The Nvidia GTX 1080 Ti and GTX 1080 are the two fastest graphics cards, followed by the Vega 64, GTX 1070, and Vega 56. The RX 570/580 and GTX 1060 3GB/6GB deliver good performance as well, though the current value proposition for midrange GPUs is messed up thanks to Bitcoin/Ethereum/cryptocurrency. I've included some previous generation cards here as well, so you can see where things like the GTX 980 Ti/980/970 and R9 Fury X/390/380 slot into the current GPU landscape.
For those who can't afford to spend that much money, the bottom of the chart still holds some compelling options, but right now it's difficult to recommend most midrange cards. Here's a different look at all of the cards we tested, this time rating them in terms of value—FPS for money spent. (Note: I've included 'used' pricing on the older cards, like Nvidia's 900 series and AMD's 300 series. You'll have to decide if buying used is even worth the risk, something I generally discourage.)
You can see quite clearly the problem with prices on mainstream hardware right now. Other than budget cards like the GTX 1050/1050 Ti and RX 460 (and RX 560 if I were to test it), a lot of cards deliver less value for the money compared to a few months ago, and even used cards that are several years old are near the top of the charts. AMD GPUs remain in a bad state as far as supply/demand goes. The good news is that things are improving, and prices on RX 570/580 are much better now than last month. Another month or so and things might be back to 'normal.'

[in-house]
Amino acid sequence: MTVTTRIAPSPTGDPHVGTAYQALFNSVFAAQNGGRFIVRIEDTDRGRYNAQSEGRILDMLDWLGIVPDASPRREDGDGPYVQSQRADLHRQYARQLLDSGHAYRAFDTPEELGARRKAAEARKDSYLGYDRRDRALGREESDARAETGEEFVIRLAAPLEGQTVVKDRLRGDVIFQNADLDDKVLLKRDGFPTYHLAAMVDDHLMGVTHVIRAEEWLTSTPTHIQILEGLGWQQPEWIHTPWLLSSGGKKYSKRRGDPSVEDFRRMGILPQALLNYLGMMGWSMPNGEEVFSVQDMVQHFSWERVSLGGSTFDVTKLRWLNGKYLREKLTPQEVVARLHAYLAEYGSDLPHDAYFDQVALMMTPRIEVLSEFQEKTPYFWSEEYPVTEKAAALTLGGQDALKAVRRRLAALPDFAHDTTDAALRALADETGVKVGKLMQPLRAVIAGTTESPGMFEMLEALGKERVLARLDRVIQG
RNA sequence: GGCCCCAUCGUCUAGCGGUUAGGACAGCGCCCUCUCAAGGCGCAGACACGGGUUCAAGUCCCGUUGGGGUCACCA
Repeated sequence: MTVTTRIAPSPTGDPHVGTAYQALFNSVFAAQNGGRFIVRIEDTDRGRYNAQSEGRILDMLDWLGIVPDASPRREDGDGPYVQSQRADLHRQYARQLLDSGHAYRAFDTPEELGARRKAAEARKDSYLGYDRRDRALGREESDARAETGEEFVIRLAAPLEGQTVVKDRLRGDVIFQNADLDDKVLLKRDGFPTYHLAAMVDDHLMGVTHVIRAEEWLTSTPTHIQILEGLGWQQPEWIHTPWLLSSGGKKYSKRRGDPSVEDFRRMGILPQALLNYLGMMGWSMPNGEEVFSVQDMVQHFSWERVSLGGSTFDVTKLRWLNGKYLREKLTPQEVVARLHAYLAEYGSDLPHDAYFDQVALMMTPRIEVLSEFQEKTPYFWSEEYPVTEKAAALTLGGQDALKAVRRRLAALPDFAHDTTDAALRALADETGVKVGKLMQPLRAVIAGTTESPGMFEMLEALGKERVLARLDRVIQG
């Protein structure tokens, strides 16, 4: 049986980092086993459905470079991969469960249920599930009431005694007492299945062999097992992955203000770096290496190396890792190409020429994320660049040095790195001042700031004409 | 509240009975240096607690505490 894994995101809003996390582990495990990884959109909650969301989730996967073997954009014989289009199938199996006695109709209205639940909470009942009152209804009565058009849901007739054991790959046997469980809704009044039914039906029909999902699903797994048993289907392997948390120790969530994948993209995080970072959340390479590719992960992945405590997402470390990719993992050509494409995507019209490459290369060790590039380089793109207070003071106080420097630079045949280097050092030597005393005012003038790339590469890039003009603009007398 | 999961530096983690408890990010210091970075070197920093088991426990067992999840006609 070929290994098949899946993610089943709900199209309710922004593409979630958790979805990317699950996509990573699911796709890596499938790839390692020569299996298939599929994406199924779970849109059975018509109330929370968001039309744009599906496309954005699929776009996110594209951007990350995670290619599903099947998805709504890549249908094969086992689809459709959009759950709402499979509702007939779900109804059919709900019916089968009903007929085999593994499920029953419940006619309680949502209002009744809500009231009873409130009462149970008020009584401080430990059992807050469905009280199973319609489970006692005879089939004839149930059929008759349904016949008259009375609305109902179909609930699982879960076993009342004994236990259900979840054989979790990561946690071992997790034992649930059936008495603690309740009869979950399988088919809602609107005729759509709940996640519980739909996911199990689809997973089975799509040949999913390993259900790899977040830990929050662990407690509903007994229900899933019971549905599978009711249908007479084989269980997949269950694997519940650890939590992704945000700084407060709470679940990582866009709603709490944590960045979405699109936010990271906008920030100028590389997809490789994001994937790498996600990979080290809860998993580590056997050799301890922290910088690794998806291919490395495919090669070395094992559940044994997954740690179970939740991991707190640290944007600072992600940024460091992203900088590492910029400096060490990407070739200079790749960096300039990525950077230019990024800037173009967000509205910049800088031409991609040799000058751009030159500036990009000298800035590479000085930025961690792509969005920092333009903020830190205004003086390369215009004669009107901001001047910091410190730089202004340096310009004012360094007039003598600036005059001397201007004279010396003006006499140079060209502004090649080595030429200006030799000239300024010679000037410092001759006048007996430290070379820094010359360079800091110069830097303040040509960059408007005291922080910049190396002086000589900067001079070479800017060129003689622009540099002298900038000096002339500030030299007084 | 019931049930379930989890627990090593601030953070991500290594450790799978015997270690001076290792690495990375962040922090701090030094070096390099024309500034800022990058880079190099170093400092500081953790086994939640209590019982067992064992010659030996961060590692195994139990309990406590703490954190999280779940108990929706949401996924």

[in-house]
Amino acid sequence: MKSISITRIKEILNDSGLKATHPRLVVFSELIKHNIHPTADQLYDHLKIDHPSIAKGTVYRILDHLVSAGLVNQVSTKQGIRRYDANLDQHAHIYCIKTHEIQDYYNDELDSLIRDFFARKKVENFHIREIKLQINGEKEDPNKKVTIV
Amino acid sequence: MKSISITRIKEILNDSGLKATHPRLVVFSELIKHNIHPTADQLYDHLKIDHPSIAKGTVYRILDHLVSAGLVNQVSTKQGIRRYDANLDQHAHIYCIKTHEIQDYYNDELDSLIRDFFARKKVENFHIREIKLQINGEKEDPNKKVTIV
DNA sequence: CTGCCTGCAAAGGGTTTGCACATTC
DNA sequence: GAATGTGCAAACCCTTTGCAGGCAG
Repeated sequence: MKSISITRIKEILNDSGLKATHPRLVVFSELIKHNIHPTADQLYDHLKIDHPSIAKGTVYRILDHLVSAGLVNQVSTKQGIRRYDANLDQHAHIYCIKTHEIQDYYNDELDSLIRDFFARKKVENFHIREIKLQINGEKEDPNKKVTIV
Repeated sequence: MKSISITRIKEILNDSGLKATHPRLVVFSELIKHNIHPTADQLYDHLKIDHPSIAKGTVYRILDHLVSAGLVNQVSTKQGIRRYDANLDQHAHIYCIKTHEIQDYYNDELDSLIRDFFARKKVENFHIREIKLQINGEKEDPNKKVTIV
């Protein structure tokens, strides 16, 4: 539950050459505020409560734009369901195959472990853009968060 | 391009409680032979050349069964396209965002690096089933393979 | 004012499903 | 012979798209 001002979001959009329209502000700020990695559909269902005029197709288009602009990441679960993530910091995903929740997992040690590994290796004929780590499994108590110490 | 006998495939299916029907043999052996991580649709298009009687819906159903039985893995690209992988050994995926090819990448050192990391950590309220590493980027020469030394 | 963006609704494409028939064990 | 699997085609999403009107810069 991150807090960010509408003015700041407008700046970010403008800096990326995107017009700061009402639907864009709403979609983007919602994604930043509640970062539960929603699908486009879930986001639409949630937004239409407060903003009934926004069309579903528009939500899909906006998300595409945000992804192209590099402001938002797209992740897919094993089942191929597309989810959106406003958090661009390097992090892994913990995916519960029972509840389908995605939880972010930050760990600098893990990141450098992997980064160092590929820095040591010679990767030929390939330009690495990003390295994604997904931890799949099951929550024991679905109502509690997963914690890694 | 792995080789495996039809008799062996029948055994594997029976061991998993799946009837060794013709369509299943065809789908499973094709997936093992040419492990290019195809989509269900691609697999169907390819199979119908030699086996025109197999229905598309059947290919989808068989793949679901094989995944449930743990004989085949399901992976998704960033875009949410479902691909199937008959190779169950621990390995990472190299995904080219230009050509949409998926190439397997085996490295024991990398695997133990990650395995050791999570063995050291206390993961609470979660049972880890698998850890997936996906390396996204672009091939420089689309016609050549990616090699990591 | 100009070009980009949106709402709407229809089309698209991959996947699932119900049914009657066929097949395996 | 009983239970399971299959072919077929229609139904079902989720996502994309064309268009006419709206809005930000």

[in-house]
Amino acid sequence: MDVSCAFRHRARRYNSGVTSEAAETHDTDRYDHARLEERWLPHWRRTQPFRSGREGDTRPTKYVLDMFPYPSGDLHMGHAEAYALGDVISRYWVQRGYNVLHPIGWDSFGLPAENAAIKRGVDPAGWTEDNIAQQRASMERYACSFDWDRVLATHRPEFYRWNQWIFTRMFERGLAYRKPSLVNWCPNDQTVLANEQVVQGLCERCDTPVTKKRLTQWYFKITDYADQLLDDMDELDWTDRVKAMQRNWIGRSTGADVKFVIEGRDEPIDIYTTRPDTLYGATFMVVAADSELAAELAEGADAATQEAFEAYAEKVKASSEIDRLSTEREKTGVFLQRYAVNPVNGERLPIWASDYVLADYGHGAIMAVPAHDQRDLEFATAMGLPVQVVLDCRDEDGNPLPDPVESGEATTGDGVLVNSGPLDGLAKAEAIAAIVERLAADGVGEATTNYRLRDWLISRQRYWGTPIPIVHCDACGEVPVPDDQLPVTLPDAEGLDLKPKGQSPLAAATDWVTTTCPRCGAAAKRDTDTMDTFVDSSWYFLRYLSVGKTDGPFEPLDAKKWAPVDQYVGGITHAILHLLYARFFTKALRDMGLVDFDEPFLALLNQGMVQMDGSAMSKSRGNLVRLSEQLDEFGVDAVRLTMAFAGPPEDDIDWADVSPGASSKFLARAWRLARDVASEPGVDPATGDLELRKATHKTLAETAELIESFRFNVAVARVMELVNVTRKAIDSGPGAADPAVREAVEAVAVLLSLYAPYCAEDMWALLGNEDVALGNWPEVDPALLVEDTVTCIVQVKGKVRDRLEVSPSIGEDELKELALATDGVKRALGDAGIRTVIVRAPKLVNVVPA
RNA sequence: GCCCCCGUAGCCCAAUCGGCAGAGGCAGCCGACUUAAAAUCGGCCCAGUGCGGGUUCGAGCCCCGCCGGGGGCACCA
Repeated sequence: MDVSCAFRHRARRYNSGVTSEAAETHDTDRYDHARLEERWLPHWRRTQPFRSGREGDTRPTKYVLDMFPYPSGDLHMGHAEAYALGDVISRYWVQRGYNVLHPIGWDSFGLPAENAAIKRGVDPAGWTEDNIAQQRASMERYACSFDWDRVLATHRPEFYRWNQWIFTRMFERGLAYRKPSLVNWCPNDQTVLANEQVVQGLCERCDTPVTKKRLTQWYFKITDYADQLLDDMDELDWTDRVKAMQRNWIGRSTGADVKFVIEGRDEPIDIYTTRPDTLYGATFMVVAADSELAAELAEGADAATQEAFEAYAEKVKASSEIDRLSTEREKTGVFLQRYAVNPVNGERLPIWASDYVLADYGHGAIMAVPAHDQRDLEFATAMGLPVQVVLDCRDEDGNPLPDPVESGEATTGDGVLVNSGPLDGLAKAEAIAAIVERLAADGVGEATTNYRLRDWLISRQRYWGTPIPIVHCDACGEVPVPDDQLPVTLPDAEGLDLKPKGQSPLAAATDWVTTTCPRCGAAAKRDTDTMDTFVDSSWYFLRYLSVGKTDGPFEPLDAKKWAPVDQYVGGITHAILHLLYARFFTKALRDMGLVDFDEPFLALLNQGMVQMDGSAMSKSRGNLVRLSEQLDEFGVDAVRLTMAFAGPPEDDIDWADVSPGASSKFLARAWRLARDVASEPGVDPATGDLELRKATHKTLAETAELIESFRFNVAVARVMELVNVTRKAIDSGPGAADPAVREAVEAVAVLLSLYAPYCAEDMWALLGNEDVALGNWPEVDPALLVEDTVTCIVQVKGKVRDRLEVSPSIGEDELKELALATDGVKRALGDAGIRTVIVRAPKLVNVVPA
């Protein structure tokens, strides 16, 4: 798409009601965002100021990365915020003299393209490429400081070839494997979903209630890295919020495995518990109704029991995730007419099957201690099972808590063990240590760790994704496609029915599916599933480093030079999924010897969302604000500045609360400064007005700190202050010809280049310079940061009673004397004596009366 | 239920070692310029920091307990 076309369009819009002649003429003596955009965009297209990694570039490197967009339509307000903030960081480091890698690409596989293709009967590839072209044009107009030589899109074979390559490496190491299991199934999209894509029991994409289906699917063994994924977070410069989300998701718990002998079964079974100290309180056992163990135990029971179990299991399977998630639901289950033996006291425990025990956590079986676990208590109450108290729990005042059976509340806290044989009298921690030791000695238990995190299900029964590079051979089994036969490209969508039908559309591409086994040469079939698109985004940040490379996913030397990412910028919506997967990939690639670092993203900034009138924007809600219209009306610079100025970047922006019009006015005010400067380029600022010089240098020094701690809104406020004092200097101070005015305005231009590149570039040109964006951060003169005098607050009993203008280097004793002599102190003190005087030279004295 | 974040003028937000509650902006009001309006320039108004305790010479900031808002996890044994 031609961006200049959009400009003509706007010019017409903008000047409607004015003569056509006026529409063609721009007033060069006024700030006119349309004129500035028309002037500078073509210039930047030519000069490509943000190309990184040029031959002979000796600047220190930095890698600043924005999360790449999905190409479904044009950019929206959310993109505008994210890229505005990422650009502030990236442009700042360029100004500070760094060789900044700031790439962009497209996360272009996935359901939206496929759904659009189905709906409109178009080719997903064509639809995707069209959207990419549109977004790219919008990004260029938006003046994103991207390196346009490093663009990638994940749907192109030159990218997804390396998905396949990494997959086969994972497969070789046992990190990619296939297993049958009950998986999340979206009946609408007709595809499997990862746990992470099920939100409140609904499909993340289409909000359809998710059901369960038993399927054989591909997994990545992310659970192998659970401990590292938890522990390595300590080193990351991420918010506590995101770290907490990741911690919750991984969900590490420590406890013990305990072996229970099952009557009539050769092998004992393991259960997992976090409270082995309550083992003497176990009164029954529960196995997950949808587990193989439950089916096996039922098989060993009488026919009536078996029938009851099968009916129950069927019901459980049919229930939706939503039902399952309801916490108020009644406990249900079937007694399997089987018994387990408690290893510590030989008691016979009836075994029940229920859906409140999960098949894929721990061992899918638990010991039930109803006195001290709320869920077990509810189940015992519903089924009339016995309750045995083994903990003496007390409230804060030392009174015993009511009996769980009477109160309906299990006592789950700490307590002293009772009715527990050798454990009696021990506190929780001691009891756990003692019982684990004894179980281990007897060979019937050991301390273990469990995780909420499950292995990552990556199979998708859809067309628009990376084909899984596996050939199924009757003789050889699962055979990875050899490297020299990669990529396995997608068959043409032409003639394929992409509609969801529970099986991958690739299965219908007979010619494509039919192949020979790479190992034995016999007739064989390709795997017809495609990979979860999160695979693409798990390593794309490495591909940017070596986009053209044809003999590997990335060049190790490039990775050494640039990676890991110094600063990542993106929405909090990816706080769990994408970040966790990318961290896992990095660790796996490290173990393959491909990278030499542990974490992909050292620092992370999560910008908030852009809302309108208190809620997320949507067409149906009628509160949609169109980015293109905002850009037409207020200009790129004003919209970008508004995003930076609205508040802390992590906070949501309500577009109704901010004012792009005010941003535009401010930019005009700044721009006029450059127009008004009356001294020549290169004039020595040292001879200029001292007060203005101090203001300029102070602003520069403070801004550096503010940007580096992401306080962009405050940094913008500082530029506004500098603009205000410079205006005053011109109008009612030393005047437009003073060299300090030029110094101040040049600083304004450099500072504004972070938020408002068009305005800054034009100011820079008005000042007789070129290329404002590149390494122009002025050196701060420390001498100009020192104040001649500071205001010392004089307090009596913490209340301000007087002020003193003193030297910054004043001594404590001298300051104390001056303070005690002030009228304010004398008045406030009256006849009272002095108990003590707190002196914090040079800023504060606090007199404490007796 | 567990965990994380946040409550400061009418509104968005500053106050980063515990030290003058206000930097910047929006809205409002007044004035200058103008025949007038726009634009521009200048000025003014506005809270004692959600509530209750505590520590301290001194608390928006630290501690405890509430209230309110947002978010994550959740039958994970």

The newcomer RX Vega cards obviously don't do so well, typical of high-end, high-price hardware. The GTX 1070/1080/1080 Ti are simply better values right now, not even factoring in the higher power requirements of Vega. AMD really needs to get the lower priced standalone Vega cards on shelves if they're to compete, though rumors of potentially higher mining performance may be impacting things here as well.
Note that while value is important, the above charts show a skewed view of things. FPS per dollar/pound sounds like a reasonable measurement, but you also need to consider your current hardware, and how much performance you really want. If you're looking to game on a 1440p display, the excellent 'value' of a GTX 1060 3GB doesn't matter much when it typically falls well short of 60 fps. And if you're already using something like a GTX 970 or R9 390, the prospect of upgrading to a GTX 1080 or RX Vega 64 starts looking even more questionable.
Wrapping it up
Looking forward, the computer graphics world is a fast-changing field. AMD's first RX Vega cards are here, but pricing and power requirements are not in their favor. Over the next couple of months, the RX Vega 56 may be able to steal some thunder from the GTX 1070 at the $400 price point, assuming AMD can meet the demand for standalone cards. Based on the way things are going with Vega 64 and the RX 570/580, I suspect Vega 56 will trend closer to $500 initially, but we'll see.
If you find your current system isn't keeping up with the gaming times, look at the performance charts and decide how far up the ladder you're looking to climb, then buy accordingly. Those who already own an R9 300 or GTX 900 series card should be safe for the time being, and while games continue to push for new levels of performance, tuning a few settings should keep most graphics cards viable for at least a few years.